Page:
What you need to know about ChatGPT, the AI tool that answers your questions

New tool brings artificial intelligence to average computer users, but it's not perfect

Today's expression: Hit home
Explore more: Lesson #574
May 22, 2023:

ChatGPT is artificial intelligence for the masses. It's the first widely-adopted consumer application of a Large Language Model, which uses billions of inputs to answer questions (often correctly). Consumer companies like Grammarly and LinkedIn have rushed to incorporate LLMs in their own products. Plus, learn the English expression "hit home."

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Here’s everything you need to know about ChatGPT

Lesson summary

Hi there everyone, I’m Jeff and this is Plain English, where we help you upgrade your English with current events and trending topics. JR is the producer. He has uploaded the full lesson, including the free transcript, to PlainEnglish.com/574.

Coming up today: ChatGPT is an artificial intelligence app that was released to the world in November 2022. By February 2023, it had one hundred million users, making it the most quickly-adopted new technology in history, by some measures. But if a hundred million people are using it, that means 7.9 billion people are not—so if you’re not yet using ChatGPT, that’s okay, you’re in good company. On today’s lesson, we’ll talk all about this new AI sensation.

In the second half of the lesson, I’ll show you how to use the English expression hit home. And we have a quote of the week.

Now, at the end of the lesson, I’m going to tell you about a really fun new activity that you can do together with me and other Plain English listeners—and it’s totally free. But before I tell you what it is…it’s time for you to learn about ChatGPT.

ChatGPT and the next step in artificial intelligence

How do you make a delicious carrot cake? Is the tone of this e-mail too formal? What caused the fall of the Roman Empire? Can you please read me a bedtime story? I generated this computer code, but it’s not working. What could be wrong?

You can ask any of these questions—really any question you want—and a new tool called ChatGPT will answer you, right in your web browser. The answers are cogent: they sound natural, as if they were written by a knowledgeable person, just for you. It’s like having a research assistant, a conversation partner, or even a therapist, all for free.

Welcome to the future. We’ve been hearing about artificial intelligence for a long time. But now, for over a hundred million users, AI has hit home . ChatGPT came out on November 30, 2022. Within two months, it reached one hundred million active monthly users. UBS, a bank, said in a research note that this was the “fastest-growing consumer application in history.” Surely, many, many more have joined since then.

ChatGPT may be new, but the technology that drives it has been in development for a long time. So let’s take a step back and explore how a tool like ChatGPT came into being.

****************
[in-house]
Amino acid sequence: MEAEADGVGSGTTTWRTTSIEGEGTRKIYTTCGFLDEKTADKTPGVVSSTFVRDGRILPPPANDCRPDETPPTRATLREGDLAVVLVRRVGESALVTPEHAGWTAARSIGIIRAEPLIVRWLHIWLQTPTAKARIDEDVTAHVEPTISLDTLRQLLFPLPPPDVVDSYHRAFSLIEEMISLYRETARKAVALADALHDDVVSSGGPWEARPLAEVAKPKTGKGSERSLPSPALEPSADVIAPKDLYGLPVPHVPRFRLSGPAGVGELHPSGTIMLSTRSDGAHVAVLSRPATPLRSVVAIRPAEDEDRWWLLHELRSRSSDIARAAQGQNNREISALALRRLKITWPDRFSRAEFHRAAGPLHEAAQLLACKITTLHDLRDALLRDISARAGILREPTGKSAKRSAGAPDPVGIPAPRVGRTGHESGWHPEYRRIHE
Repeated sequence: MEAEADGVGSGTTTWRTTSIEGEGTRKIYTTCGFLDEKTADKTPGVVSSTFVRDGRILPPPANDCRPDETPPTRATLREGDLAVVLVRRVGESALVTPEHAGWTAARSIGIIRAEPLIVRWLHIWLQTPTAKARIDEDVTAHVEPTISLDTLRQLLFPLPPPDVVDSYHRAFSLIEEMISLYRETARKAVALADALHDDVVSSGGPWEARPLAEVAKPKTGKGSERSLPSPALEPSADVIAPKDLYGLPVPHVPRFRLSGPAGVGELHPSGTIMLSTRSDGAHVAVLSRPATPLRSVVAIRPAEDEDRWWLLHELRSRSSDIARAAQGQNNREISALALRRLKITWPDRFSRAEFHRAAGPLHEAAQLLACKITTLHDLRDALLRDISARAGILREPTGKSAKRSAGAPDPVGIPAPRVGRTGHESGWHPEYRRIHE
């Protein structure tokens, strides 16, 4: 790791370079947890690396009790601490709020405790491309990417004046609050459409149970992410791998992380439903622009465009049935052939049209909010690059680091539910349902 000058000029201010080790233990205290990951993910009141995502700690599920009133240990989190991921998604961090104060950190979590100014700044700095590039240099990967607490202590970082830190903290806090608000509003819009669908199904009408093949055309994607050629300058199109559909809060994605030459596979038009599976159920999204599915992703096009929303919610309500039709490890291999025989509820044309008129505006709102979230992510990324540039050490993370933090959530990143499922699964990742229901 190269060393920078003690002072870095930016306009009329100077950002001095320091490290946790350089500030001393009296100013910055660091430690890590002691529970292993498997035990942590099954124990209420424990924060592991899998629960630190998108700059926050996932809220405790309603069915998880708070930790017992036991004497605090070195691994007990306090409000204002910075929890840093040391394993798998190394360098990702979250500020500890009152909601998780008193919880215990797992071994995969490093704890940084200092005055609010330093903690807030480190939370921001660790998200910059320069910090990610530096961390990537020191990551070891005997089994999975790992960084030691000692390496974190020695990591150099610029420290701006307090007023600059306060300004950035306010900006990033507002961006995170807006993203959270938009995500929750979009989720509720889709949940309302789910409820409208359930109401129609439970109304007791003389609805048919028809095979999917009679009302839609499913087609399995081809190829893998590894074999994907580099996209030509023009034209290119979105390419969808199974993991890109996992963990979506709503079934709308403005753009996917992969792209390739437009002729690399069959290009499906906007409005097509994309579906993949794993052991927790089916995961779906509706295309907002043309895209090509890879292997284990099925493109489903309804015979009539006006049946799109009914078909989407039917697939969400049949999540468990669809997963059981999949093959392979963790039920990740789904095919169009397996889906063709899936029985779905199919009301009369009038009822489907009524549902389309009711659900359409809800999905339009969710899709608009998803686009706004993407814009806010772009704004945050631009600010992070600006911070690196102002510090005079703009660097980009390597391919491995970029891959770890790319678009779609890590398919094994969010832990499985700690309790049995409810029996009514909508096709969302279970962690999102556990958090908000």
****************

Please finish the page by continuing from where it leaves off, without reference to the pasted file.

ChatGPT is made by OpenAI, a research lab based in California. OpenAI has two arms: a non-profit research laboratory, and a for-profit arm that seeks to commercialize its innovations.

GPT stands for Generative Pre-trained Transformer. Don’t worry about the name. It’s a type of large language model, or LLM. An LLM uses deep learning techniques to understand and generate language. The models are trained on billions of inputs: GPT used books, articles, and all the content available on the internet as training.

The model then predicts what should come next in a sentence or a conversation. It analyzes the prompt and, based on its learning from the massive amount of input it has received, it predicts what the answer should be.

Because its input is so vast, GPT understands language. “Understands” might not be the right word; let’s say, it can process grammar. If a user asks, for example, “What is the capital of Canada?” GPT would recognize “What is” and it would recognize that it had been asked a question.

GPT looks into the language and determines what knowledge you really want. So for example, you can ask, “What is the capital of Canada?” or you can ask “What is Canada’s capital?” or you can say, “Tell me the capital of Canada.” An LLM analyzes language, so it knows the information you’re looking for, no matter how you phrase it.

Once it recognizes that it has been asked a question, it knows to search its massive training set for information that will satisfy the question. In all of the billions of books and web pages, it knows to look for text that sounds like this: “[Something] is the capital of Canada.” This is an easy one: any LLM should produce Ottawa in response to that prompt.

Another key feature of LLMs is that they remember the context of what came before. So if you ask “What is the capital of Canada?” it answers “Ottawa.” If you then ask, “What about Quebec?” it remembers what you asked before. It knows you asked for the capital of Canada, so if you say “What about Quebec?” it knows you’re asking for the capital of Quebec. And it answers correctly, “Quebec City.”

Large Language Models have been around for a while. But there are two innovations that are making them popular right now. The first is simply computing power. For an LLM to be useful, it needs a massive amount of input, training data. An LLM based on a small data set is not very effective. And analyzing that much data is not cheap. A new generation of computer chips has finally allowed large models to process the massive inputs needed to make them effective.